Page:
War is often the trigger for mental illness, but the latest research reveals some unexpected effects of combat on post traumatic stress disorder (PTSD).
Feeling at home at war may seem like an oxymoron, but it has been reported for as long as wars have been. Now, research involving veterans of the war in Afghanistan suggests for the first time that some soldiers suffering from symptoms of PTSD before deployment improve during or after their combat duty. And another new study suggests that the size of a particular brain region— the amygdala— may predict which soldiers are at highest risk for the disorder.
Danish researchers studied 366 soldiers from Denmark before, during and after their tours of duty in Afghanistan for a paper published in Psychological Science. The vast majority of the veterans — 84% — showed few signs of PTSD at any time during the study.
Among the factors that distinguished the remaining PTSD sufferers was previous experience of trauma. These participants could be divided into four different groups depending on the way their symptoms changed during the course of service. In three of these groups, deployment was beneficial, reducing symptoms at some point during the study.
“By measuring PTSD symptoms in soldiers deployed to Afghanistan at five different time points, we find previously unseen patterns of PTSD development across time, and show the importance of childhood traumas —not combat— as predictors for lack of resilience,” says lead author Dorthe Berntsen of Aarhus University in Denmark.
Receiving harsh physical punishment and witnessing domestic violence were highly correlated with PTSD, confirming previous studies suggesting that severe stress is most toxic and traumatic when people feel they have no control over a situation, a common scenario for children raised in a chaotic and violent home.. “Such events may be especially traumatic because they are events in which caregivers play a central role,” says Berntsen, “In such cases, the child often has no one to turn to. Loneliness, isolation, negative self-appraisal, and a feeling of helplessness may be the result,” says Berntsen.
But some behaviors arising from those circumstances can be adaptive during war. Being more attuned to potential signals of threat, for example, or a having more sensitive startle response and the ability to dissociate yourself from particularly traumatic or violent situations involving combat and death can enhance survival during war. Terrorism expert Jessica Stern, herself a survivor of rape, described it this way, “If you think about what it takes to stay alive for a soldier — they call it PTSD when the soldier retires — but if he didn’t have hypervigilance and dissociation while on the battlefield, he’s a danger to himself and everybody else.”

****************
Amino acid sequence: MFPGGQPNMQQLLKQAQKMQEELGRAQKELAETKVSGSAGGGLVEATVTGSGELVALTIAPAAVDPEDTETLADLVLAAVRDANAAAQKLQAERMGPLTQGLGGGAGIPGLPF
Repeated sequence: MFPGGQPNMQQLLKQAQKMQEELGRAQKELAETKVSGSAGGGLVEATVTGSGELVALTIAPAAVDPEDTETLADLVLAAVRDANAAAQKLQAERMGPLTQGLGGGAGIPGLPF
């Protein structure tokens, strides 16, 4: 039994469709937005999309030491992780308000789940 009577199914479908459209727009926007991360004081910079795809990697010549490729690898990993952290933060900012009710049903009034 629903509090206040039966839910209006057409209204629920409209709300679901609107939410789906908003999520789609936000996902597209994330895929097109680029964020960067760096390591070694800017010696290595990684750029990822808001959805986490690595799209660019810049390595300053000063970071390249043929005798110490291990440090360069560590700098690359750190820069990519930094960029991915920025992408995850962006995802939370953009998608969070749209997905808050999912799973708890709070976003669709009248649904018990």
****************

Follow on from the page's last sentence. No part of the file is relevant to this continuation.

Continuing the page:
That could explain in part why some soldiers with a history of trauma report feeling better during deployment: their “symptoms” are potentially useful during combat. Rather than debilitating them, they help them become better soldiers. But Berntsen found no relationship between the amount of combat exposure and the improvement seen in those with traumatic childhoods, so she suspects other aspects of the war experience, such as the camaraderie that develops during combat, may be involved. “More likely, being deployed in Afghanistan may have provided these people with a sense of commitment, a sense of being part of a team, a sense of recognition and comradeship,” she says.
But past traumatic experiences are likely only one of a myriad factors, along with genetic predisposition, that may make certain people more vulnerable to PTSD than others. In a separate study published in the Archives of General Psychiatry investigating such risk factors, researchers turned their attention to a more biological culprit in the brain.
The study included 200 American armed service members, most of whom had served in Iraq or Afghanistan after 9/11. Half of the participants had PTSD and scientists analyzed their brains to look for connections between PTSD and changes in a brain region known as the amygdala. This almond-shaped organ is best known for processing fear, but it is also linked with the experience of more positive emotions.
In animals, a smaller amygdala is associated with more robust fear-related learning — in which the animals respond a certain way to avoid the negative consequences of not doing so—which is also a characteristic associated with PTSD. But in humans, the link between amygdala size and PTSD isn’t as clear: some studies find a connection while others do not. Using a larger sample of soldiers, the authors hoped to determine whether the correlation was valid.
Their results support the idea that people with smaller amygdalas were more likely to have PTSD. But amygdala size wasn’t related to how much trauma the person had experienced, so the scientists suspect that smaller amygdalas are a risk factor, rather than a result of, trauma.
The findings could have important implications for military recruitment: if they are confirmed, and amygdala size can be consistently measured in a standardized way, those with smaller regions might be given extra social support to strengthen their resilience skills or perhaps kept out of direct combat roles entirely, depending on how high the risk proves to be. Similar precautions could be taken for those who suffered early childhood trauma. By understanding both environmental risk factors like childhood maltreatment and biological risk factors like amygdala size, a clearer picture of who is most at risk for PTSD is emerging, one that could help to protect soldiers from the worst symptoms in the future.